Heaven on Earth
What a classical concert in a 13th century chapel can teach an atheist
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This concert I am about to attend in a Parisian chapel is the same to me as a concert anywhere else, or so I think to myself as I see the grand Gothic structure a bit ahead of me. A tall spire shoots into the air, stating: here I am, I still stand! It's the fifth spire that has been constructed since the 13th century, all others destroyed in fires or wars. A magnificent piece of architecture no doubt, but that's it, nothing divine about it.
We arrive at a short line of concert-goers and quickly enter through a labyrinthine path that leads us up and down stairs and to a final narrow tunnel. I peek around the corner and there it’s, all deep blues and purples from the light filtering through the stained glass that seems to cover the entire chapel. It’s much narrower and longer than I imagined, which makes my eyes go straight up, to big golden arches intertwined, as if in love, in between a sea of ocean-blue paint.
There are chairs arranged everywhere except on a hallway in the middle of two sets of seats. It can fit about 200 of us, shoulder to shoulder. At the end of the hallway is a piano, and above it a chasse with more tall stained glass windows behind it. We find seats, but I stand again dazzled by the grandness of the place and finally turn around to see a big rose window. I wonder, out loud, when was this structure built.
"Construction started in 1242 and finished in 1248", my husband reads from his phone
"What?", I reply, thinking he made a mistake
"Yeah, it was built 800 years ago", he says while looking up, as amazed as me
I try to imagine what it must have been like to live then. An extremely unequal time, the Middle Ages were tough for the regular person, focused on working the land to produce enough food to live one more year. And then there were the kings, nobles, and priests, who made the peasants build grand mystical structures they would never be able to set foot in. And now here we are, about to hear the Four Seasons of Vivaldi under the same Christ a man painted on glass 800 years ago.
The musicians take their places; there are four violinists, a pianist, and a cello player. They all look impeccably beautiful in sophisticated black attire, holding their instruments as if they were made of glass, serious as if playing them was a matter of life or death. Maybe in some way, it is.
They begin, and the mood shifts. Even though we are in the middle of Summer, you can feel Spring in the air. Hopeful, playful, possibilities abound. You can almost hear birds chirping, wind rocking the just-in-bloom flowers. The angels above the musicians seem to be encouraging them on, the Apostles statues admire them approvingly, the hundreds of figures in the glass panels dance with them.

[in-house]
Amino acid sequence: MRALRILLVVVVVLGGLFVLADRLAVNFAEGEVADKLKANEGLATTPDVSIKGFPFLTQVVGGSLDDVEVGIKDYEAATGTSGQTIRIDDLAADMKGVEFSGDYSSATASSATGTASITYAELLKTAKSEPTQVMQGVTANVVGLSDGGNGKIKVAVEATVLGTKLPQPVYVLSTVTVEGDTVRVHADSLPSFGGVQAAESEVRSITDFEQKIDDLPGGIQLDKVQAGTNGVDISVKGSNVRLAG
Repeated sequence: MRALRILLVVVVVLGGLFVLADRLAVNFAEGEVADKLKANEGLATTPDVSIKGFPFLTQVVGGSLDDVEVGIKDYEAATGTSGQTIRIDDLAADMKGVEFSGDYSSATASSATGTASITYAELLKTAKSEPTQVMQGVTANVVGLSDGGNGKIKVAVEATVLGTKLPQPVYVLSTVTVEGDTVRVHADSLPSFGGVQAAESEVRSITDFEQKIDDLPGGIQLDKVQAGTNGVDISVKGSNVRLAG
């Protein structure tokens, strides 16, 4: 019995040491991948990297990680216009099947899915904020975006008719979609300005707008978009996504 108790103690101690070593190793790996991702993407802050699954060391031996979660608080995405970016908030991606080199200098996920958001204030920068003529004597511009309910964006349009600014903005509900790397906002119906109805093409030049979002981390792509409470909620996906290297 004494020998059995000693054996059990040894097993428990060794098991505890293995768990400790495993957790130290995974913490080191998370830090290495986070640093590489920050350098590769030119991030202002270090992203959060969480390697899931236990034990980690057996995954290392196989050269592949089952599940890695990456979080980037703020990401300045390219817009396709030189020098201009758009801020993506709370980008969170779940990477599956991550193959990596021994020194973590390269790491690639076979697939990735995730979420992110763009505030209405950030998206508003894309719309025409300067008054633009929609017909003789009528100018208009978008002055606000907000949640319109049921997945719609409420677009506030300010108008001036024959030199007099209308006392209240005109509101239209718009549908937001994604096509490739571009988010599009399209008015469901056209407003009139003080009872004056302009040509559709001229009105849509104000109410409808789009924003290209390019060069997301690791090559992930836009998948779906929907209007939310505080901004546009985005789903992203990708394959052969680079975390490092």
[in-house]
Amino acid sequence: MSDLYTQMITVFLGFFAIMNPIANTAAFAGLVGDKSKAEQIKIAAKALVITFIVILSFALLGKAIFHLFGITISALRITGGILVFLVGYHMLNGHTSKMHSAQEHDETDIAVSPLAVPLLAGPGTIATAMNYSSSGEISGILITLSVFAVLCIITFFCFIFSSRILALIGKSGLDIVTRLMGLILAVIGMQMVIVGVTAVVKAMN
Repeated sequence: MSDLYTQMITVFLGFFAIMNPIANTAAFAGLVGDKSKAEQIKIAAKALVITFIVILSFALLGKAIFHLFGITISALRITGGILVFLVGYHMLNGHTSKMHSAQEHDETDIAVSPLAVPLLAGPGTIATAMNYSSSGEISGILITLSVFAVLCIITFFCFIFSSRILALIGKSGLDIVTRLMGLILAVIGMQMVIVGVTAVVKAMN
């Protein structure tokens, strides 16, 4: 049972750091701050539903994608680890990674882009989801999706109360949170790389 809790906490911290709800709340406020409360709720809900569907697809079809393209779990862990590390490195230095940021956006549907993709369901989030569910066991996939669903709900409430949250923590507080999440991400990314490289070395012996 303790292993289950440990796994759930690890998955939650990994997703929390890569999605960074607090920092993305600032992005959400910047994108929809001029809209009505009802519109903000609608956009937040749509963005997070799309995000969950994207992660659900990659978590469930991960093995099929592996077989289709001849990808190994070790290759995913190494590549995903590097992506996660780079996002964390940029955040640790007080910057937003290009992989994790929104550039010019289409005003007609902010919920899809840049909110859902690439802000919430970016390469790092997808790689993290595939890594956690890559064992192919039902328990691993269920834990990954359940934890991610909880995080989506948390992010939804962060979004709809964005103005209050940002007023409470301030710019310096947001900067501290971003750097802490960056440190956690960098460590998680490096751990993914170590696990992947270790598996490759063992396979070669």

The main violinist has short brown hair, he is bold in the back but you can’t see that if he doesn’t turn around, clean shaven but somehow looks messy from where we sit. He moves passionately with the music - a little step to the front, a little one to the back - his fingers fast, his forehead shiny.
Then summer is here. Intense and fast, my heart races. One of the violinists is sitting down and her blonde hair seems to draw all the soft light in the massive chapel, her short curls bouncing with the rhythm. I notice a girl two rows in front of me - red hair tied in a bright green hair tie matching her shirt - her wide blue eyes often look up, her mouth slightly open as if saying “what is this place?”, in her childlike wonder.
Sweet autumn arrives and I am being rocked. Soft and playful. How many houses of God I have been into, I wonder while moving my head side to side, it must be hundreds. There are always several to mark off a list at any given destination in this God-loving world. In most I go in and out, they are just a reminder of how religion still rules. But there are some that really pull at me for one reason or another; the church turned mosque turned museum turned mosque in Istanbul, the small cave in Gran Canaria, the jungle temple in the Vietnam coast. In those, I stay a little longer, maybe sit down on a bench or the floor or a rock depending on the God it’s made for. Then find peace within myself, like now.
The violinist's eyes shoot up and in my head he is saying, “this is really for you, not these mere mortals”. His mouth twitches into a slight smile. I close my eyes for a second and when I open them he is walking down the aisle, all passion and movement. He smiles at the redhead girl. The sound of his violin intensifies and then diminishes as he walks past me. I realize the instrument alone is what is creating this.
Winter. It builds up and up and up until it’s in me, in everyone, in the chapel itself. Ominous and deeply emotional. I look around; a man is at the edge of his seat, a woman has her eyes closed, the redhead is looking straight ahead. My eyes had watered at several points during the concert but it is during winter that a tear comes down my cheek. How powerful it’s to be in a room full of strangers being moved by the same string of notes, I consider and then immediately wonder, How did we build this place 800 years ago?
Then the music stops and I stand up with the crowd, clapping for the music, for the chapel, for the divine combination of the two. I leave the place in a daze. Once outside, the looming Gothic structure looks down at me, knowingly.